he was glad enough to drink two cups of steaming hot coffee. The boys
had brought some doughnuts along, and these, with the coffee and some
fried fish, gave them a very appetizing breakfast. They took their
time eating, waiting impatiently for the first signs of light in the
eastern sky.

At last it was light enough to see almost across the lake, and then
they looked in all directions for some sign of the missing rowboat.
The craft was not in sight, and once again the party divided, this
time Whopper and Snap going to the south and Shep and Giant to the
north. Each took his gun along, and it was Snap who told them to make
sure the firearms were loaded.

"You never want to go out with an empty gun," he said.

"Humph!" muttered Giant. "Did you ever do such a thing?" But Snap
pretended not to hear and did not answer.

Whopper and Snap covered almost half a mile before they came to
a turn in the lake shore. Here there was quite a good sized cove,
and much to their surprise they saw two large tents standing among
the trees. Nearby was the remains of a campfire, with sticks,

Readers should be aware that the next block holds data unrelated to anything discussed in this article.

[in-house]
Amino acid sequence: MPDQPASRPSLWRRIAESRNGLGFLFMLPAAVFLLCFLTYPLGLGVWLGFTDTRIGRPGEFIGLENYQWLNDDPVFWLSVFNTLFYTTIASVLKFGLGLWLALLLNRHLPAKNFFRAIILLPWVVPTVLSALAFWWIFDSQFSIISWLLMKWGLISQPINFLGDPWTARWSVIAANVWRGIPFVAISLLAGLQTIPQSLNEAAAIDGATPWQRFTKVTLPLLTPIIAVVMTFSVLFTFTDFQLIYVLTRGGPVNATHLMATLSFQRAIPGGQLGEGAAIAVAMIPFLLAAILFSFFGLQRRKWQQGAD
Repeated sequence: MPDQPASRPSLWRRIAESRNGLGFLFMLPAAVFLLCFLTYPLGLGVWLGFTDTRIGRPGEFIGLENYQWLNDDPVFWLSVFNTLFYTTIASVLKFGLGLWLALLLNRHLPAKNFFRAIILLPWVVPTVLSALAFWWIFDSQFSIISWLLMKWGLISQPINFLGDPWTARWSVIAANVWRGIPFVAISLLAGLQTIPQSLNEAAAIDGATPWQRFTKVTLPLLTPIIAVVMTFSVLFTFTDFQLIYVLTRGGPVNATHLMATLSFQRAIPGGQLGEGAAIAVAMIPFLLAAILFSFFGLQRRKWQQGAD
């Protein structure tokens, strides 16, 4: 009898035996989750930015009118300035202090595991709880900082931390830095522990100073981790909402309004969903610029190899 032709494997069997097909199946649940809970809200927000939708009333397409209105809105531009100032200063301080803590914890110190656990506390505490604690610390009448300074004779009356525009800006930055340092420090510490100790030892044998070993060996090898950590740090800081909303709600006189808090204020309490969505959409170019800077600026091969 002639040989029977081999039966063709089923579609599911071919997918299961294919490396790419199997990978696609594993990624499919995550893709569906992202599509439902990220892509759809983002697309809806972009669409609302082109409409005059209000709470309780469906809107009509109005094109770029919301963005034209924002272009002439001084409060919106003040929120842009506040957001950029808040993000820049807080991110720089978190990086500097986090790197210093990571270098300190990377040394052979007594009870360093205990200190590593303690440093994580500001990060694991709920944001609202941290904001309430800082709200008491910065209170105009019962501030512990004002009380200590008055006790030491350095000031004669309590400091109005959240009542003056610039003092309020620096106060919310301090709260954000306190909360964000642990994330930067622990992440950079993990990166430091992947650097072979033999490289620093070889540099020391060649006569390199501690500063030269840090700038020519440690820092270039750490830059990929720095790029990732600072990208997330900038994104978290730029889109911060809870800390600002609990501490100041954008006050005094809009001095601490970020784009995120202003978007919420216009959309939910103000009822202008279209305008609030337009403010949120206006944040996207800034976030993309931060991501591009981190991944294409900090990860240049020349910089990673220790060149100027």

an iron chain, and a big iron pot over it.

"I didn't notice this camp when we came up," said Whopper.

"All the folks here must be asleep," said Snap. But as he spoke
a man came from one of the tents and stared at them. It was Andrew
Felps, the rich lumber merchant who owned much of the land around
the lake and who had treated them so meanly the summer and the
winter previous.

"Hi, you!" roared Felps. "What are you doing around here?"

"Looking for our boat," answered Snap.

"Humph! This is a pretty time to visit our camp, I must say!"

"We didn't know you had a camp here," said Whopper.

"I'd like to know what you are doing here---after my ordering you away
last summer and last winter," went on the lumber merchant, sourly.

"Didn't I say I was looking for our boat?" said Snap.

"Well, if you've got a boat you must be camping up here."

"We stayed ashore over night, that's all. We are bound for Lake
Narsac," said Whopper. "Did you see a boat drifting past?" he

"No, I didn't," snapped Andrew Felps. "Look here," he continued.